Shop Amazon

Independence Square, Philadelphia

  • Historically Known As: State House Yard

  • Travel Genus: Sight , Sight
  • Sight Category: Structure

Frederick Douglass's Address on Slavery

About two hundred persons, about one third of whom were colored, assembled in the Statehouse yard, on Saturday evening, to hear an address delivered by Frederick Douglass, a man of color, formerly a slave. His address was interesting and of an excellent style of composition, delivered in an easy, fluent manner. He preached a sermon supposed to be delivered at the South by a master to his slaves to which the relative duties of the master and slave were given in a bitter strain of sarcasm. The opinions expressed by him were, of course, not approved of by all present, and at times some symptoms of disapprobation were apparent; but the applause of the majority drowned the dissenting voices. He was brought to rather an abrupt conclusion by the preparations for closing the square, at about quarter after 7 o'clock.Philadelphia Public Ledger, August 19, 1844


Advertisement

Timeline

Y/M/D Person Association Description Composition Food Event
Y/M/D Person Association Description Composition Food Event
1784/00/00 Samuel Vaughan Landscape Architect Samuel Vaughan and William Bartram begin collaborating on elaborate landscaping for Independence Hall.
1824/08/18 A large assemblage of citizens in the State House yard appoint Thomas Leiper Chairman, and Mathew Carey Secretary, pass resolutions indicative of the respect and veneration which is every where felt for the veteran soldier, and the Nation's guest.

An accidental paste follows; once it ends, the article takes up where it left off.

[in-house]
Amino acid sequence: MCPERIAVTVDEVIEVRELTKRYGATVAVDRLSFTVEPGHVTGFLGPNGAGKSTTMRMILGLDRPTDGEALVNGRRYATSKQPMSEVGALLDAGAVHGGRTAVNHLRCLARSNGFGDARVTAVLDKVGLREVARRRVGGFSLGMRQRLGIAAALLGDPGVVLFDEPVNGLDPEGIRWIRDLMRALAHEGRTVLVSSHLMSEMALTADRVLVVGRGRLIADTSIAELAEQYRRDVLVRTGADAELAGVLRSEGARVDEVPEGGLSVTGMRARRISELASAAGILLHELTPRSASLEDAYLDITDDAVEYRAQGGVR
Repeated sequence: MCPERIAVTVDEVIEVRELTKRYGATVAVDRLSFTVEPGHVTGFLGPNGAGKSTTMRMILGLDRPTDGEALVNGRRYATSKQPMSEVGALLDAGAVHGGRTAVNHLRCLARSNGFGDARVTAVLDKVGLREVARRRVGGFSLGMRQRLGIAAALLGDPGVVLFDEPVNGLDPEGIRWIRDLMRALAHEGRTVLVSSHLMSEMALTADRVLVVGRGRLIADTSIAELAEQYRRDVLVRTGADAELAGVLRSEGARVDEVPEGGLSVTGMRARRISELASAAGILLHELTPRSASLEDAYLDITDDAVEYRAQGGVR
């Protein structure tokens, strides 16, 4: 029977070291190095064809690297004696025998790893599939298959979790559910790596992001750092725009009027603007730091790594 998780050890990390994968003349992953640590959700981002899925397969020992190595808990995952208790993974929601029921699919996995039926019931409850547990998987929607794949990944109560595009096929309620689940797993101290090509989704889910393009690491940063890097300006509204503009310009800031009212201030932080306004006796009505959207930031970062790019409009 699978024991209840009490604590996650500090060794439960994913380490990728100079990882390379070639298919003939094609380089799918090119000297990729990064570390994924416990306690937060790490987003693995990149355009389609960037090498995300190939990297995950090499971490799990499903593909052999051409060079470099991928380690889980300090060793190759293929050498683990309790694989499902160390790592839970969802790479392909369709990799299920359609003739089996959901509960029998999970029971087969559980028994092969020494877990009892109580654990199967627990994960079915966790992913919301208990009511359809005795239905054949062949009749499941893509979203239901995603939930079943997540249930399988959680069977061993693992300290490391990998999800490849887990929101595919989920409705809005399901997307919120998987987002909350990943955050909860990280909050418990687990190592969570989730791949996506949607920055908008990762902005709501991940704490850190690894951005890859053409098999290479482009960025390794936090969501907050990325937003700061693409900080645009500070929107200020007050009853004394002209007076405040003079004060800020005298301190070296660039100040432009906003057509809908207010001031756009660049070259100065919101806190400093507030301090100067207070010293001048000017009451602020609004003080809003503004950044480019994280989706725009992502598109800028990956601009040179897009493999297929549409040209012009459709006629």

1824/09/00 William Rush Sculptor Philadelphia erects about a dozen temporary triumphal arches for Lafayette's visit. Made of canvas on wood frames, the Grand Civic Arch near the State House Yard stands 35 high and span 45 feet across Chestnut St.
1824/09/00 William Strickland Artistic Coordinator Philadelphia erects about a dozen temporary triumphal arches for Lafayette's visit. Made of canvas on wood frames, the Grand Civic Arch near the State House Yard stands 35 high and span 45 feet across Chestnut St.
1824/09/28 Thomas Sully Painter Thomas Sully intends to capture the image of Gen Lafayette standing under the Grand Civic Arch dressed in the clothes he typically wears on the tour: a dark suit with a cape. Sully will create a full-length pen-and-wash study in 1825. Lafayette's Triumphal Tour of America
1844/08/17 Frederick Douglass Speaker Invited by abolitionists, Frederick Douglass speaks on anti-slavery to an assembly of 200 persons, about one third of whom are colored. No known text of his speech survives, but the Philadelphia Public Ledger and the Pennsylvania Freeman covered the talk.
1844/08/19 Philadelphia Public Ledger Reporter About two hundred persons, about one third of whom were colored, assembled in the Statehouse yard, on Saturday evening, to hear an address delivered by Frederick Douglass, a man of color, formerly a slave.

Data »

Particulars for Independence Square, Philadelphia:
Area of Significance Architecture
Criteria Historic Event
Sight Category Landscape
Historic Use Plaza
Sight Category Site
Area of Significance Social History
Sight Category Structure




Shop Amazon
Google Ad

Google Ad
?